Wednesday, December 14, 2022

By Courtney Wise

Good morning, MindSite News readers. In today’s edition, a look at a rarity: a New York City hotel converted into supportive housing. During his campaign, Mayor Adams promised there will be lots of them. Plus: Can virtual reality enhance psychedelic therapy? Tips for countering depression during the holidays. And more.

But first, a word from from our sponsor…

2022 is winding down, and our year-end fundraising effort is underway. Now through December, donations up to $1,000 will be matched

There’s no better time to support our reporting on mental health.

How a Brooklyn hotel became supportive housing for 500 households

Last year, when he was running to be mayor, Eric Adams said 25,000 hotel rooms that had been closed during the pandemic could be reopened as supportive housing to address homelessness in New York City. The New York Times introduced readers to the only building that has made that conversion since the pandemic began. Once a hotel for Jehovah’s Witnesses, the 30-story highrise at 90 Sands Street in Dumbo, Brooklyn, now provides almost 500 units of affordable housing – complete with on-site mental health services – for people who formerly were homeless.  

For more on supportive housing in New York, read MindSite News’s story here.

“This is not an institution,” said Brenda Rosen, the president and chief executive of Breaking Ground, developer of 90 Sands. “This is an apartment building with a lease and a key.” The building has room for 305 formerly unhoused people whose rent will be capped at no more than 30 percent of their income. Rents in the remaining 160 units will be restricted and range from $537 to $2,132 a month for studios and one-bedrooms. That’s in a neighborhood where the median rent is nearly $5,800 a month.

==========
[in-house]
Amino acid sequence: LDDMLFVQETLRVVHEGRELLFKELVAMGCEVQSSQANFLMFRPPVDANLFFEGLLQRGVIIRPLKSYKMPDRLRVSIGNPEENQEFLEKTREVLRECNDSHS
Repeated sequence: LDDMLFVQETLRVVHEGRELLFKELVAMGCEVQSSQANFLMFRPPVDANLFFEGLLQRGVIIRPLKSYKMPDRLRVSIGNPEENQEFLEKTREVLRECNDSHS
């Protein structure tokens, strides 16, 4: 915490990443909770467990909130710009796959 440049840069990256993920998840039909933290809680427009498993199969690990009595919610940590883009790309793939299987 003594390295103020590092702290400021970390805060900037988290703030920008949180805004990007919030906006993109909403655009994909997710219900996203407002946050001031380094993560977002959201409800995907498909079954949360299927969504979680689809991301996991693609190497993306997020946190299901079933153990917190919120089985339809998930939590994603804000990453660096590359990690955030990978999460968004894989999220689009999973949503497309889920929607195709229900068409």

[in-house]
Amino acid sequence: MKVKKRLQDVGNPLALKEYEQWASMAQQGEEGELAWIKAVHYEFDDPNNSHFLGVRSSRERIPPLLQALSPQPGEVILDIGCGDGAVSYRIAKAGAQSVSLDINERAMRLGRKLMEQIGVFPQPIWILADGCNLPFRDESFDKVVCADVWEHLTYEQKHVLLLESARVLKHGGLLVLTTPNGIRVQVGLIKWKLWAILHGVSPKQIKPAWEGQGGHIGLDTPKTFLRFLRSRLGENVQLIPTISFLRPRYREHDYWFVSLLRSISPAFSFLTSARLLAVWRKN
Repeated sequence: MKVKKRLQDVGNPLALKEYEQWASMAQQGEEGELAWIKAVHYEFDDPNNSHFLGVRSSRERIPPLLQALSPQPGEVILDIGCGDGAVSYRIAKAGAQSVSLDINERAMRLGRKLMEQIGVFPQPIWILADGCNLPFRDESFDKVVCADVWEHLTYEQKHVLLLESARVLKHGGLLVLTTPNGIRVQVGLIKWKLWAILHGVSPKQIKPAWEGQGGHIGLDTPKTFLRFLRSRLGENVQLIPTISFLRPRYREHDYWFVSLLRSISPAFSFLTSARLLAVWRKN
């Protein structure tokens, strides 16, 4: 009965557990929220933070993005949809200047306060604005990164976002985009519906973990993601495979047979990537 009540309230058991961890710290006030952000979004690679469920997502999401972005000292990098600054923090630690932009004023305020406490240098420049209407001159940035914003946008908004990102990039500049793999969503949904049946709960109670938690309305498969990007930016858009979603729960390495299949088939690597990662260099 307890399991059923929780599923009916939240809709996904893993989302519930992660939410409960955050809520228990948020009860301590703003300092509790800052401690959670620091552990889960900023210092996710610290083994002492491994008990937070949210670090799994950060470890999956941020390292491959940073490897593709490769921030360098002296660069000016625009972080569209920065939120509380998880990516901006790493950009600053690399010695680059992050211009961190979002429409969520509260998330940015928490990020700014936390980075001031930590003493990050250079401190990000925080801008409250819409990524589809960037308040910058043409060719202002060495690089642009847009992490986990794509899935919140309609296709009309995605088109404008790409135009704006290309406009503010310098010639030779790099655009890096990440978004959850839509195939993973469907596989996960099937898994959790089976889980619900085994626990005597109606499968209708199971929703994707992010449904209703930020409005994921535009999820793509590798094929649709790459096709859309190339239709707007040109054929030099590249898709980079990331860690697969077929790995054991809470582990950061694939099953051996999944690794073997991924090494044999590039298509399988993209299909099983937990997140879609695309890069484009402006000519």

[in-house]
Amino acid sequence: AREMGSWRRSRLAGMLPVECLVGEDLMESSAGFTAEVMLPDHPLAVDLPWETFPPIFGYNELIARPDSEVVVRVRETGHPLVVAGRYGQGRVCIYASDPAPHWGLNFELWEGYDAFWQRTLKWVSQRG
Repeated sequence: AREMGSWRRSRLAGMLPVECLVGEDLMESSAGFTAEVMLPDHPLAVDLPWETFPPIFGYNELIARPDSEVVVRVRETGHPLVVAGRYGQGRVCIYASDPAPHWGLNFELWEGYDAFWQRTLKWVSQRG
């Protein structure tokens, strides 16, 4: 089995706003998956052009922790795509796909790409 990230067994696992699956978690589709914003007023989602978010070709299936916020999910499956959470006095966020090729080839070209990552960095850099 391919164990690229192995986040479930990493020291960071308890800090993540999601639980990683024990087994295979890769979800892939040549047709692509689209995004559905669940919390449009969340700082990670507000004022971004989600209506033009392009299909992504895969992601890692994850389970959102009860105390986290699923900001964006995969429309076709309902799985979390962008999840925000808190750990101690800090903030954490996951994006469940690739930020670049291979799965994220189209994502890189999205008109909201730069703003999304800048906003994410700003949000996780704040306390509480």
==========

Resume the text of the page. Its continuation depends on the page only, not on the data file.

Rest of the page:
Many factors – zoning, land use issues, opposition from a hotel workers union – have blocked other such conversions, even though the cost of operating a supportive housing complex is far less than operating temporary shelters. Eric Rosenbaum, president and CEO of homeless services group Project Renewal, said his agency spent almost $52,000 in 2021 to keep a single adult in a shelter, but only $26,000 in supportive housing.

For George Karatzidis, who moved in just last month, supportive housing has been a godsend. “This is why I’m alive,” he said. Beyond social support, the apartment also offers residents a gym, computer lab, bike room and a rooftop terrace with panoramic views of Manhattan and the East River.

Can virtual reality help boost the therapeutic impact of psychedelics?

As psychedelic-assisted therapy grows, a pair of Australian researchers has begun to take a closer look at how to better help people retain the profound insights and emotions they experience during a trip, a process called integration. Because no matter how transcendent, some people lose memories and insights after their trip. Enter virtual reality.